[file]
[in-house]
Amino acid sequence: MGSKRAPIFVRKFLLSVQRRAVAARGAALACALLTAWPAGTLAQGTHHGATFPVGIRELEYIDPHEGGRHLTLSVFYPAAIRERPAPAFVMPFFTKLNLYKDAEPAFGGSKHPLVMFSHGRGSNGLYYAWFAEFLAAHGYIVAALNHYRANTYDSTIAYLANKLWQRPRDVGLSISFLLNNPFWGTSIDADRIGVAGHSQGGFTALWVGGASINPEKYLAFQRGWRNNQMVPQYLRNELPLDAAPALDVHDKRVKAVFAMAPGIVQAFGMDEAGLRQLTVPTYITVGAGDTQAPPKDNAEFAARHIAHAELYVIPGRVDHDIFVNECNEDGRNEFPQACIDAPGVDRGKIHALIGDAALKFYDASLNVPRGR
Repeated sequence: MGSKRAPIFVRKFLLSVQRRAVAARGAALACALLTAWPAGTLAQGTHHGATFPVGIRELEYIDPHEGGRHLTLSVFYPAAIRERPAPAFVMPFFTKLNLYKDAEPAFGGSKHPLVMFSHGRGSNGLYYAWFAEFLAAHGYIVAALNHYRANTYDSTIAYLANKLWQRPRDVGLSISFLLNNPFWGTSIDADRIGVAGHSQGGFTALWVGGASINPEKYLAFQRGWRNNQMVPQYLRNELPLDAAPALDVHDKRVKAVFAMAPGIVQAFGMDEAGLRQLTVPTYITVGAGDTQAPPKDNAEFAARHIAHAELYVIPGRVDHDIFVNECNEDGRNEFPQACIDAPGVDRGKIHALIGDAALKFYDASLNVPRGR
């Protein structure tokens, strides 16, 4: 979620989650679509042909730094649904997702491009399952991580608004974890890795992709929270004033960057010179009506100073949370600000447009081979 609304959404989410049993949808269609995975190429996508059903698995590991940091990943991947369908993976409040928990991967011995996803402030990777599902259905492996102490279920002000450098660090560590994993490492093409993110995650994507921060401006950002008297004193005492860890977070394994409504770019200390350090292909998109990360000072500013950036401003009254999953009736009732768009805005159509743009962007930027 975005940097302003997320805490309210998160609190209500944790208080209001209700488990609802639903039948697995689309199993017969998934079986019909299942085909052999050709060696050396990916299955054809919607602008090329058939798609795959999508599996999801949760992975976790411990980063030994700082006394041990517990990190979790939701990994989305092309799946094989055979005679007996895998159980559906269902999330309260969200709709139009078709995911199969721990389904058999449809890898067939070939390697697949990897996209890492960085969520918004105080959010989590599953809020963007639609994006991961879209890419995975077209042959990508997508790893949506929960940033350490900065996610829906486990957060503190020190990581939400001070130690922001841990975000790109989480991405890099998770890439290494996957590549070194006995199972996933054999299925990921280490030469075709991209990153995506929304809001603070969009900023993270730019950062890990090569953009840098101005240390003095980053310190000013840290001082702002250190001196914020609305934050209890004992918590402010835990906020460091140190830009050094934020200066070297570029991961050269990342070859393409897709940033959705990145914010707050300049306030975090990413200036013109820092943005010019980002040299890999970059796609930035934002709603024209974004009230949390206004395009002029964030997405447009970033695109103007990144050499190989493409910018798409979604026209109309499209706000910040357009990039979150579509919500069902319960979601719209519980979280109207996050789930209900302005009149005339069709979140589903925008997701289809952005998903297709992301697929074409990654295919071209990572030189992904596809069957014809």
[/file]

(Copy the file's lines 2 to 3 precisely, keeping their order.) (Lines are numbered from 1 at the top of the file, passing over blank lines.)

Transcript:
Amino acid sequence: MGSKRAPIFVRKFLLSVQRRAVAARGAALACALLTAWPAGTLAQGTHHGATFPVGIRELEYIDPHEGGRHLTLSVFYPAAIRERPAPAFVMPFFTKLNLYKDAEPAFGGSKHPLVMFSHGRGSNGLYYAWFAEFLAAHGYIVAALNHYRANTYDSTIAYLANKLWQRPRDVGLSISFLLNNPFWGTSIDADRIGVAGHSQGGFTALWVGGASINPEKYLAFQRGWRNNQMVPQYLRNELPLDAAPALDVHDKRVKAVFAMAPGIVQAFGMDEAGLRQLTVPTYITVGAGDTQAPPKDNAEFAARHIAHAELYVIPGRVDHDIFVNECNEDGRNEFPQACIDAPGVDRGKIHALIGDAALKFYDASLNVPRGR
Repeated sequence: MGSKRAPIFVRKFLLSVQRRAVAARGAALACALLTAWPAGTLAQGTHHGATFPVGIRELEYIDPHEGGRHLTLSVFYPAAIRERPAPAFVMPFFTKLNLYKDAEPAFGGSKHPLVMFSHGRGSNGLYYAWFAEFLAAHGYIVAALNHYRANTYDSTIAYLANKLWQRPRDVGLSISFLLNNPFWGTSIDADRIGVAGHSQGGFTALWVGGASINPEKYLAFQRGWRNNQMVPQYLRNELPLDAAPALDVHDKRVKAVFAMAPGIVQAFGMDEAGLRQLTVPTYITVGAGDTQAPPKDNAEFAARHIAHAELYVIPGRVDHDIFVNECNEDGRNEFPQACIDAPGVDRGKIHALIGDAALKFYDASLNVPRGR